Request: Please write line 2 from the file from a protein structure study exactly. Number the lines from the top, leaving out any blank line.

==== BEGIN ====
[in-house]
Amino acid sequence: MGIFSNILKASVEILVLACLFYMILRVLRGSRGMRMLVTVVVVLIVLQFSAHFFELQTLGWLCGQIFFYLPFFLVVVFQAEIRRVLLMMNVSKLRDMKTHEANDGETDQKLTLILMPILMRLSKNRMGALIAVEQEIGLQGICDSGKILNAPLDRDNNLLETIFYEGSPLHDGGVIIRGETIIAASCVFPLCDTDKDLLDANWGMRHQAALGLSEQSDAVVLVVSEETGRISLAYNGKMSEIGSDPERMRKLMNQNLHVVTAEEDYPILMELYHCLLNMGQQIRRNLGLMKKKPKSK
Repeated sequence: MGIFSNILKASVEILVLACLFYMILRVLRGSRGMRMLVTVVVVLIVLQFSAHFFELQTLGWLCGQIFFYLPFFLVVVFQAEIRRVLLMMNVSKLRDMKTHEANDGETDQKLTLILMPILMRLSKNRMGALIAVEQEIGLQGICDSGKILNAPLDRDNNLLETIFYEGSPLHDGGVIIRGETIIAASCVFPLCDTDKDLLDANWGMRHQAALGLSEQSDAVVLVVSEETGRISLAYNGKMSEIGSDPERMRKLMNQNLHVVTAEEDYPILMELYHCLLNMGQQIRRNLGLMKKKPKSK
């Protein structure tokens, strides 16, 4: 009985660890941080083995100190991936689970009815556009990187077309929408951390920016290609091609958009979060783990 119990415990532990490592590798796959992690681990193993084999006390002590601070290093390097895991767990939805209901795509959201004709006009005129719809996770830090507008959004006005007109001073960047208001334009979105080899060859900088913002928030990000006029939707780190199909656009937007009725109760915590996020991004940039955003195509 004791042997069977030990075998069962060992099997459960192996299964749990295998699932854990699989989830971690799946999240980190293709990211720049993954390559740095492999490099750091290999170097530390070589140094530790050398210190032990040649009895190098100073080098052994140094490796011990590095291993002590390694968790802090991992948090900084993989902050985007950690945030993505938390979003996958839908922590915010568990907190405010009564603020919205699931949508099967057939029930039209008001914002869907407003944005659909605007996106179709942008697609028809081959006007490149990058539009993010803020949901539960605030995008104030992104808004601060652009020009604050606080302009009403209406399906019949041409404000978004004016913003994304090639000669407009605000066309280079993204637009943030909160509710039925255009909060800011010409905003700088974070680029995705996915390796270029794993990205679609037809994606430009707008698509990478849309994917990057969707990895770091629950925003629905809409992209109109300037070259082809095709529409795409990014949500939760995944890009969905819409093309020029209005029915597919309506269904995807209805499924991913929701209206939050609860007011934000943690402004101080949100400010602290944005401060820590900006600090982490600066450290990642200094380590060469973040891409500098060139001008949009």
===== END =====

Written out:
Amino acid sequence: MGIFSNILKASVEILVLACLFYMILRVLRGSRGMRMLVTVVVVLIVLQFSAHFFELQTLGWLCGQIFFYLPFFLVVVFQAEIRRVLLMMNVSKLRDMKTHEANDGETDQKLTLILMPILMRLSKNRMGALIAVEQEIGLQGICDSGKILNAPLDRDNNLLETIFYEGSPLHDGGVIIRGETIIAASCVFPLCDTDKDLLDANWGMRHQAALGLSEQSDAVVLVVSEETGRISLAYNGKMSEIGSDPERMRKLMNQNLHVVTAEEDYPILMELYHCLLNMGQQIRRNLGLMKKKPKSK